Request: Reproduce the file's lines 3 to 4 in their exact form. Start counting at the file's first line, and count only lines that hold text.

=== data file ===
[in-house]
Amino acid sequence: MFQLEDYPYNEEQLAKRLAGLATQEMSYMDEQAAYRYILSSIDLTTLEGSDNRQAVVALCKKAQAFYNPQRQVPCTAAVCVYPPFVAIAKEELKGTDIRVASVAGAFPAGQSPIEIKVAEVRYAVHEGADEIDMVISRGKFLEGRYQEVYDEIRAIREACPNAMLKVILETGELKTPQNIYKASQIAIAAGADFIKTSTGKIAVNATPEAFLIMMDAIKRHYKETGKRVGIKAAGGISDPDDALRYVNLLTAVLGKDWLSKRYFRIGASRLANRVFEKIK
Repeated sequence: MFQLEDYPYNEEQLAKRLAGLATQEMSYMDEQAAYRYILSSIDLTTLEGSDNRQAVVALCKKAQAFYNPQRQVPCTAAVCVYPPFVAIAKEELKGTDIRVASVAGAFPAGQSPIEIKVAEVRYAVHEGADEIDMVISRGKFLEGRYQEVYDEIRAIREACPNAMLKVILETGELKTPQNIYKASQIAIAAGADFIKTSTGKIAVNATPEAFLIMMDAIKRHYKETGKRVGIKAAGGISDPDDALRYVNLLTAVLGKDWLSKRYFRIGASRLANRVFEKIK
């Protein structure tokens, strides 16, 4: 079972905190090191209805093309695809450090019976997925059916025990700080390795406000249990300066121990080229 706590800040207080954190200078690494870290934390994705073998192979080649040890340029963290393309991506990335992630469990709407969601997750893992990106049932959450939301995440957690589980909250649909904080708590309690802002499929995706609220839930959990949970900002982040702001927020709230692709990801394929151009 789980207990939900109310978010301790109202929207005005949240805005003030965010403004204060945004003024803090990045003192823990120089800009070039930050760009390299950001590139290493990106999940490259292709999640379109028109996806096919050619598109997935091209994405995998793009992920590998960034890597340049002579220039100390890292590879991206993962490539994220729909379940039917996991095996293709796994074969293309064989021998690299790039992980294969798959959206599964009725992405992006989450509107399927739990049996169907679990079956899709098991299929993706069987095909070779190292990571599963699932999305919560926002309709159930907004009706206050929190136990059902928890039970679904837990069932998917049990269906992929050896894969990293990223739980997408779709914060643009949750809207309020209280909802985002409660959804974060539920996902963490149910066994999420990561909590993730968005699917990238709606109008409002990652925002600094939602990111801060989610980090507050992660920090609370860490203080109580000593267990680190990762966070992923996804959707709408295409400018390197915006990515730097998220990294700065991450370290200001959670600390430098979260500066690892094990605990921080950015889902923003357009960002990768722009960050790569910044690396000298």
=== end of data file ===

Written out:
Repeated sequence: MFQLEDYPYNEEQLAKRLAGLATQEMSYMDEQAAYRYILSSIDLTTLEGSDNRQAVVALCKKAQAFYNPQRQVPCTAAVCVYPPFVAIAKEELKGTDIRVASVAGAFPAGQSPIEIKVAEVRYAVHEGADEIDMVISRGKFLEGRYQEVYDEIRAIREACPNAMLKVILETGELKTPQNIYKASQIAIAAGADFIKTSTGKIAVNATPEAFLIMMDAIKRHYKETGKRVGIKAAGGISDPDDALRYVNLLTAVLGKDWLSKRYFRIGASRLANRVFEKIK
């Protein structure tokens, strides 16, 4: 079972905190090191209805093309695809450090019976997925059916025990700080390795406000249990300066121990080229 706590800040207080954190200078690494870290934390994705073998192979080649040890340029963290393309991506990335992630469990709407969601997750893992990106049932959450939301995440957690589980909250649909904080708590309690802002499929995706609220839930959990949970900002982040702001927020709230692709990801394929151009 789980207990939900109310978010301790109202929207005005949240805005003030965010403004204060945004003024803090990045003192823990120089800009070039930050760009390299950001590139290493990106999940490259292709999640379109028109996806096919050619598109997935091209994405995998793009992920590998960034890597340049002579220039100390890292590879991206993962490539994220729909379940039917996991095996293709796994074969293309064989021998690299790039992980294969798959959206599964009725992405992006989450509107399927739990049996169907679990079956899709098991299929993706069987095909070779190292990571599963699932999305919560926002309709159930907004009706206050929190136990059902928890039970679904837990069932998917049990269906992929050896894969990293990223739980997408779709914060643009949750809207309020209280909802985002409660959804974060539920996902963490149910066994999420990561909590993730968005699917990238709606109008409002990652925002600094939602990111801060989610980090507050992660920090609370860490203080109580000593267990680190990762966070992923996804959707709408295409400018390197915006990515730097998220990294700065991450370290200001959670600390430098979260500066690892094990605990921080950015889902923003357009960002990768722009960050790569910044690396000298």